Wednesday, 18 October 2017

Sweden’s Sandby borg yields gold

Four miles off the Swedish coast in the Baltic Sea, the rocky island of Öland was the site of mass murder. In 2010, archaeologists uncovered scores of skeletons that had initially been left unburied. They estimate that the massacre at Sandby borg took place in the 5th century. The fort’s 15-foot-tall ramparts were no match for the attackers. A discovery of two gold rings and a coin at the site may hint at the motive.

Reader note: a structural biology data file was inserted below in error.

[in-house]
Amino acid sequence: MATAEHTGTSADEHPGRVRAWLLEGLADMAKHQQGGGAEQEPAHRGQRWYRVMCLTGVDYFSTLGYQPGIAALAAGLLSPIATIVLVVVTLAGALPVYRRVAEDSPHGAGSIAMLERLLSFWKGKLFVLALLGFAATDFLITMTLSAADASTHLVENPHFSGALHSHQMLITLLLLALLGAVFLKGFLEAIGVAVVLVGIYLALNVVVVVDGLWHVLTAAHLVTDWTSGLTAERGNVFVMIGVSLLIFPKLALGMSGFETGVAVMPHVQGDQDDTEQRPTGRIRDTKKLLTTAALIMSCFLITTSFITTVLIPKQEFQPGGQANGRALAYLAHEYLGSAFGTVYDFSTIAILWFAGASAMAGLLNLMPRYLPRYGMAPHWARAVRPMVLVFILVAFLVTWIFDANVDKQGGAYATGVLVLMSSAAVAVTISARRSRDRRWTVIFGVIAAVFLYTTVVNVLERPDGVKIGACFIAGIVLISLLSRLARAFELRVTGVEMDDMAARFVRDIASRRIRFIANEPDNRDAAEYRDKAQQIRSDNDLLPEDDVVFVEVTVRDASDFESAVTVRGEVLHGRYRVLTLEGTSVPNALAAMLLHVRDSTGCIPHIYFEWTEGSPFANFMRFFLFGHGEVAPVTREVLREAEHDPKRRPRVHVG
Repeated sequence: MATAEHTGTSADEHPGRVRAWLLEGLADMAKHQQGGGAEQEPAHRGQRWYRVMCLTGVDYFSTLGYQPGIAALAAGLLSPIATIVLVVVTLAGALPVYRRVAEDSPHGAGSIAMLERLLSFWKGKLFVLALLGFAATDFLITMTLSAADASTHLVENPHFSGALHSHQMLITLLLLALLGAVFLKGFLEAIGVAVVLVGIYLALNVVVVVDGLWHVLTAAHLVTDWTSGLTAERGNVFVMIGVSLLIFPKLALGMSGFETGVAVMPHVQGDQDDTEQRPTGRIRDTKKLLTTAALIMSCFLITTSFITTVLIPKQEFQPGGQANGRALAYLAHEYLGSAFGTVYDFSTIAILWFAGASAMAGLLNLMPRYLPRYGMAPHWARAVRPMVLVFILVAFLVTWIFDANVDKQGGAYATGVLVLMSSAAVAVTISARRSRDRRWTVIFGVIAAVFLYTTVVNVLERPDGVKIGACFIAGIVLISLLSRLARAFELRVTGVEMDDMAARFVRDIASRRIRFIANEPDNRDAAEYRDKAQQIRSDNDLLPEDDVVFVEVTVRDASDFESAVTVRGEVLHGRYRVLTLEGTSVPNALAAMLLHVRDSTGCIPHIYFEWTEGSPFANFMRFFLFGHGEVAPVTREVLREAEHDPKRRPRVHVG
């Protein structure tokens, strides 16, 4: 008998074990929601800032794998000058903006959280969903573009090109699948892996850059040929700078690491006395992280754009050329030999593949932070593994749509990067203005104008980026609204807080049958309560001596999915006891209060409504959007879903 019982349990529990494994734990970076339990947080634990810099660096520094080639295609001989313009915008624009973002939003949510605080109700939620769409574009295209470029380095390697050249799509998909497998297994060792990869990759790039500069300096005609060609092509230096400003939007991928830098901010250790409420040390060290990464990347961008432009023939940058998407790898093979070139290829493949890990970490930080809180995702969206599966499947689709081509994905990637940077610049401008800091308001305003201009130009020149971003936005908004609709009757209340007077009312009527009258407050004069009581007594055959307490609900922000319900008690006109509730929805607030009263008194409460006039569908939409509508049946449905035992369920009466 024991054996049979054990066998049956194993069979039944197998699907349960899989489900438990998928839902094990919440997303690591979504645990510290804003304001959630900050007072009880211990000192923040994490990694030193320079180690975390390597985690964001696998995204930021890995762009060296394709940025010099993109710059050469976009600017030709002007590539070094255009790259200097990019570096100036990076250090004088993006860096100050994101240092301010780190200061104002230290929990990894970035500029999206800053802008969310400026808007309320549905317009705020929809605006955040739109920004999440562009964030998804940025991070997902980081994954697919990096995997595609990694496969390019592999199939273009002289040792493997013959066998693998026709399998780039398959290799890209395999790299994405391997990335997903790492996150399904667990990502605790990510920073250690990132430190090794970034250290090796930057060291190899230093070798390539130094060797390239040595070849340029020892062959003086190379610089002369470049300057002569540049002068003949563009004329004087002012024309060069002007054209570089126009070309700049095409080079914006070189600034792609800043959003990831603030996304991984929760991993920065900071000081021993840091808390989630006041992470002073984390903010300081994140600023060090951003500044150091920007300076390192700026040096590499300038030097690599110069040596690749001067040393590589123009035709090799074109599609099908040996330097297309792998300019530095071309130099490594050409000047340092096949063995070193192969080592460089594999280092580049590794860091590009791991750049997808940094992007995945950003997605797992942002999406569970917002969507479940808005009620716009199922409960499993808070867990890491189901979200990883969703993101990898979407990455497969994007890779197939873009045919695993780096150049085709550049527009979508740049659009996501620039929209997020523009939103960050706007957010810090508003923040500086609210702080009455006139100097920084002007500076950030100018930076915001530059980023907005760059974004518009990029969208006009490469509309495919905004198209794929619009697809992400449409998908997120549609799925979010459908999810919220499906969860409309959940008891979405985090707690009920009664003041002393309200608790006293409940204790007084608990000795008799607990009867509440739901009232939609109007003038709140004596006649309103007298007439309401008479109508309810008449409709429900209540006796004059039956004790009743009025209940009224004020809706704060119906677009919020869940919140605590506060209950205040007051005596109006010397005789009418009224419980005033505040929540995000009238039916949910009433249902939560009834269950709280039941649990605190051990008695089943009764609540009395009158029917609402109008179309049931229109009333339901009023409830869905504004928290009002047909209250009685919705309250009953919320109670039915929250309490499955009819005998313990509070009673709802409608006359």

The gold gives credence to the theory that the island may have had ties to the Roman Empire. At the site of an important house the team uncovered pieces of Roman glass. The coins roughly date to the time of the massacre and depict Emperor Valentinian III, who ruled between 425 and 455.
Most mysterious is the fact the site was not looted. Even the murdered inhabitants’ valuable horses were tied up and left to starve.